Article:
“You’re gonna call this towing company.  Have them come pick the car up and take it to this shop in Sioux City.”  And then he stood there watching me, to be sure I got on the phone.  I didn’t know who the hell this dude was, but he certainly had a command bearing and I wasn’t going to cross him.  While I was on the phone, the woman returned, and the dude and my ladies went outside.  

I finished making the towing arrangements and went outside, myself, in time to see my ladies, the woman and the man getting into a Chevy Suburban.  Dude handed me a sticky note with his first name and a phone number on it.  “Call me after they get your car.”   And then they were gone.

My wife, my mother in law, and a great friend just drove away in the truck of a complete stranger, going God knows where, leaving me stranded and alone.  It took a while for the tow truck to come, and while I waited, I thought it might be smart to grab my backpack with a few essentials, because I didn’t really know what was going on, or when or where would see my wife or my car again.

The wrecker came and winched the Durango onto the bed and disappeared down the road, and I called the number “Doug” had given me.  

“I’ll be right there”

And he was, just moments later.       

I climbed into the same Chevy Suburban that my wife had disappeared in an hour earlier. We turned onto a dirt road directly behind the convenience store and climbed a steep hill.  Doug introduced himself properly to me and I to him.  At the top, where it was flat, was a nice compound with a house and a barn. Immediately inside the front door I could hear the voices of my ladies.  I found them around a table with Theressa, Doug’s wife, drinking lemonade and talking like they’d known each other forever.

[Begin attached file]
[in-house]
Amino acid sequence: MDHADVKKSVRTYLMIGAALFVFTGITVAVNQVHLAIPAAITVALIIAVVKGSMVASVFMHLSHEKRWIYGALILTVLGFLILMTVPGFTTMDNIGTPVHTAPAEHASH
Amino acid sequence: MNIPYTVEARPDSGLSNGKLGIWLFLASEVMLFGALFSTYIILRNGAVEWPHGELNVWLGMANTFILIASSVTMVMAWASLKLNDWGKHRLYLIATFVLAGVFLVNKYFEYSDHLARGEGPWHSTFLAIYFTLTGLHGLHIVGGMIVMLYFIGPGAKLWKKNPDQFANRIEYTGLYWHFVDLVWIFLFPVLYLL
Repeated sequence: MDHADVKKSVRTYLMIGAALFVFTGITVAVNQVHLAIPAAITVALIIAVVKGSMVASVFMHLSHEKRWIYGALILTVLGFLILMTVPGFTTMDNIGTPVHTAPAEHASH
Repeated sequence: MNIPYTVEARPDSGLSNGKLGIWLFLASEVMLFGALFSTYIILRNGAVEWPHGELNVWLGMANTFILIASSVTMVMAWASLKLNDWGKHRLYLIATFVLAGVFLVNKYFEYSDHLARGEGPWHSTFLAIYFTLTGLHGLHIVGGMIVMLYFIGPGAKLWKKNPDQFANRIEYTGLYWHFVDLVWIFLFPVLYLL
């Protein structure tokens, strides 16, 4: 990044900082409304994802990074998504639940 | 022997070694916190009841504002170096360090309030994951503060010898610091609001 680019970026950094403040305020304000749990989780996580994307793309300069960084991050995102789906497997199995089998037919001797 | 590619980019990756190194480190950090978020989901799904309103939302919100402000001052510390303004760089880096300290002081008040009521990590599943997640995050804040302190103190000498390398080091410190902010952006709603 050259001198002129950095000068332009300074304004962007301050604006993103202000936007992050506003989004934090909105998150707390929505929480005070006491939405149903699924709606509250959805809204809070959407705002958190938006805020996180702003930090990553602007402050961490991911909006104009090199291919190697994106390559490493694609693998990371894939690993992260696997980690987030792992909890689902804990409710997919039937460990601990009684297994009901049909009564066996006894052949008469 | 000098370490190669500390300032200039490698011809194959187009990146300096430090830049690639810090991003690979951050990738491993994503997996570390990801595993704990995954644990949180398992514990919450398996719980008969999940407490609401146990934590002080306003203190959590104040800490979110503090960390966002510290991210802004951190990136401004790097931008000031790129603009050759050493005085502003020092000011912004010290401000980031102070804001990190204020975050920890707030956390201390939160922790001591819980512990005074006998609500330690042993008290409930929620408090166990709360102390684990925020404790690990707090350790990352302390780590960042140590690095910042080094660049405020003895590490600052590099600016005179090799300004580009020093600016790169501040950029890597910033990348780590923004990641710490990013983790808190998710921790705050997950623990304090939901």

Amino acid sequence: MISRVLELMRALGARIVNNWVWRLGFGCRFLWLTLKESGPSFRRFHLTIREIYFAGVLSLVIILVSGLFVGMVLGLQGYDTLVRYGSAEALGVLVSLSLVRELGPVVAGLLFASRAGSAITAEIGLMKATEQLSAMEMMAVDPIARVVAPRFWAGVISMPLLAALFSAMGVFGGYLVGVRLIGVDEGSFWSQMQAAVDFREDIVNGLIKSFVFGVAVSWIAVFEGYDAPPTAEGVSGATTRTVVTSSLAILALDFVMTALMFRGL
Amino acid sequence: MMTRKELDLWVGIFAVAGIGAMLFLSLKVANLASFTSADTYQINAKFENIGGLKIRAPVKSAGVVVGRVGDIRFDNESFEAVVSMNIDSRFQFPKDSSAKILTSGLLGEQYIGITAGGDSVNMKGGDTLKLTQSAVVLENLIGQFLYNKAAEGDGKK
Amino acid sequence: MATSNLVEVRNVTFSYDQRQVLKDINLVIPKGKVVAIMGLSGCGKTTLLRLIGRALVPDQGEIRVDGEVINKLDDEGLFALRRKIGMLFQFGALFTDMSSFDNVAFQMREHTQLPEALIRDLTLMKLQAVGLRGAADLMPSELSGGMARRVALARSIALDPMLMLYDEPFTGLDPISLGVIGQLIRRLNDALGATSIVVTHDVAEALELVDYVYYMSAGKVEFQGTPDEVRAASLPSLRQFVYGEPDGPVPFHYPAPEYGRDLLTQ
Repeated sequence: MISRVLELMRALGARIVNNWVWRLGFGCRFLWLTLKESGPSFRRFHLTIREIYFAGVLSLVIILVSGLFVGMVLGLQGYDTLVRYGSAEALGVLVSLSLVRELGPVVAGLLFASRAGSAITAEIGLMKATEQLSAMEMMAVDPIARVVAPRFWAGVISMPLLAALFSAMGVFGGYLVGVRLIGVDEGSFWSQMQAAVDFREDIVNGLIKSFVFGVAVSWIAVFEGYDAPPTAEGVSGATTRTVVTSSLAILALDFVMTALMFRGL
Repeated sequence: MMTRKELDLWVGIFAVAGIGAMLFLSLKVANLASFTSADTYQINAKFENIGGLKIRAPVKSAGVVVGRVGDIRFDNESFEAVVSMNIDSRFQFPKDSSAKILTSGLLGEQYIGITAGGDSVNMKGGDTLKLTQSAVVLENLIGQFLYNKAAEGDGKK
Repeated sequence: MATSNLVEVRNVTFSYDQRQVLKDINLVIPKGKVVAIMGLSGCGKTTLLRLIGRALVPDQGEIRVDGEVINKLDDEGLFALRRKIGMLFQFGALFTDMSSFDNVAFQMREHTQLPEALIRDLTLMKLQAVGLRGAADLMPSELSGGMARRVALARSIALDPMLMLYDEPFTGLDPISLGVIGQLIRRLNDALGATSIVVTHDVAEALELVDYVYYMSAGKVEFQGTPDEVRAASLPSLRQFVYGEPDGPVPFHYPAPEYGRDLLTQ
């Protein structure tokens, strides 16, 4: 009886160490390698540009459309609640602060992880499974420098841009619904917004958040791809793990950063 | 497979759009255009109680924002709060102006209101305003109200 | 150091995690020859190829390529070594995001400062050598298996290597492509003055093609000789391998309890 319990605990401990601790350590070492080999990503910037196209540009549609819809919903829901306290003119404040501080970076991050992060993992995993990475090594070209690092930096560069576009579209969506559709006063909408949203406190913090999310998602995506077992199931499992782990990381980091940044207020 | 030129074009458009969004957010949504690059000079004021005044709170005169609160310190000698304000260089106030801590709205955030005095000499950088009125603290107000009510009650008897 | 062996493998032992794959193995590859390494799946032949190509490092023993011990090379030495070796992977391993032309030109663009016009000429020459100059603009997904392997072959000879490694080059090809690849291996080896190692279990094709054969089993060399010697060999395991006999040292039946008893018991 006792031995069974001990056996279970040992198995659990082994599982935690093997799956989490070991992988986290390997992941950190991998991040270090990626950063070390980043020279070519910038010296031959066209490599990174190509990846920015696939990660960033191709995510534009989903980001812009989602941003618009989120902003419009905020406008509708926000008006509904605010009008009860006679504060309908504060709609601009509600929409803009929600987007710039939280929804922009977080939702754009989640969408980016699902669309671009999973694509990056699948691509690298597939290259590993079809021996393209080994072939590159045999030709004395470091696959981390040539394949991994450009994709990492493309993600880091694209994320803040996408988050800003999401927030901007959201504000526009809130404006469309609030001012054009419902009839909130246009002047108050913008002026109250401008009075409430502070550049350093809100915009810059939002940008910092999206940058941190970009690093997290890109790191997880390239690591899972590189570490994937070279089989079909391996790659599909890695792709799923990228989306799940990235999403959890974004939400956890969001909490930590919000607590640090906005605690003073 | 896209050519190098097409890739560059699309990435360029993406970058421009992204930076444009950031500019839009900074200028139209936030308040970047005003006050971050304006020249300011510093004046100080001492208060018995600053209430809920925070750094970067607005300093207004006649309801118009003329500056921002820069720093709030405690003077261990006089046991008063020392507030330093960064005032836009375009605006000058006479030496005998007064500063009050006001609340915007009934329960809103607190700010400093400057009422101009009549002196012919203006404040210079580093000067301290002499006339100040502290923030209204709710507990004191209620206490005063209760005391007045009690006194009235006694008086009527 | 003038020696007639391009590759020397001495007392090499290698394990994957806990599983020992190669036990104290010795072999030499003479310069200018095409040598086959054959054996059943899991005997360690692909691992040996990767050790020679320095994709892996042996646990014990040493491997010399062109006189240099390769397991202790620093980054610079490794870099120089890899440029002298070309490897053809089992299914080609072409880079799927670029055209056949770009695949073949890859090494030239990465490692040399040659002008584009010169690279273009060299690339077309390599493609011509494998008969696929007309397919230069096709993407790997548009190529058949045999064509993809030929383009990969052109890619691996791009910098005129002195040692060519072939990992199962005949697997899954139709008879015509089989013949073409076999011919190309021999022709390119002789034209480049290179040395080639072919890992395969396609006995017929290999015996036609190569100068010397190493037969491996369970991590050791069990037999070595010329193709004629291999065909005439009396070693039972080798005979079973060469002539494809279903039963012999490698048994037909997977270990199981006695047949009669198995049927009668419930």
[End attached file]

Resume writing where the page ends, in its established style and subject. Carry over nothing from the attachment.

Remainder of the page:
Doug poured me a glass and before I could sit at the table he said,  let me show you my man-cave.  We went outside to the barn where he had a shop for woodworking, a long-term car restoration project in-progress, a pool table and fridge and a big TV and other stuff essential to manliness.  I was impressed - the dude had it all.  

We went outside, around the other side of the house and he showed me that this hill is actually the bluff marking the edge of the historic valley of the Missouri River.  From here, they could look out over three states: Nebraska, Iowa, and South Dakota.  He showed me the garden and the goats, and I wondered how he had time to work on cars and gardens, and tend the goats, and play pool and watch TV and, presumably, have a job, too.  

It was hot enough that we didn’t spend much time outside and when we went back in, my ladies asked if I had seen the pictures of their kids on the wall.  It was kind of a strange thing to ask me, because MSL knows I’m not terribly interested in such things.  But I politely went to the hallway which was covered in portraits, and asked “OK which ones are your kids?”  

“All of them”  

“Huh?”  I counted.  Twenty-one.  

Let that sink in for a minute: Doug and Theressa had 21 kids, ranging in age from 20s down to elementary school. The older ones were away at careers, college and the military.  Younger ones were at friends’ houses, the swimming pool, or right downstairs.   A few of the kids were Doug and Theressa’s own biological production, and the rest were adopted.  No distinction was made between the two.  This would explain both Doug’s command bearing, and his kindness.  With 21 kids, the house needed a clear sense of who was in charge, and taking people in was their thing.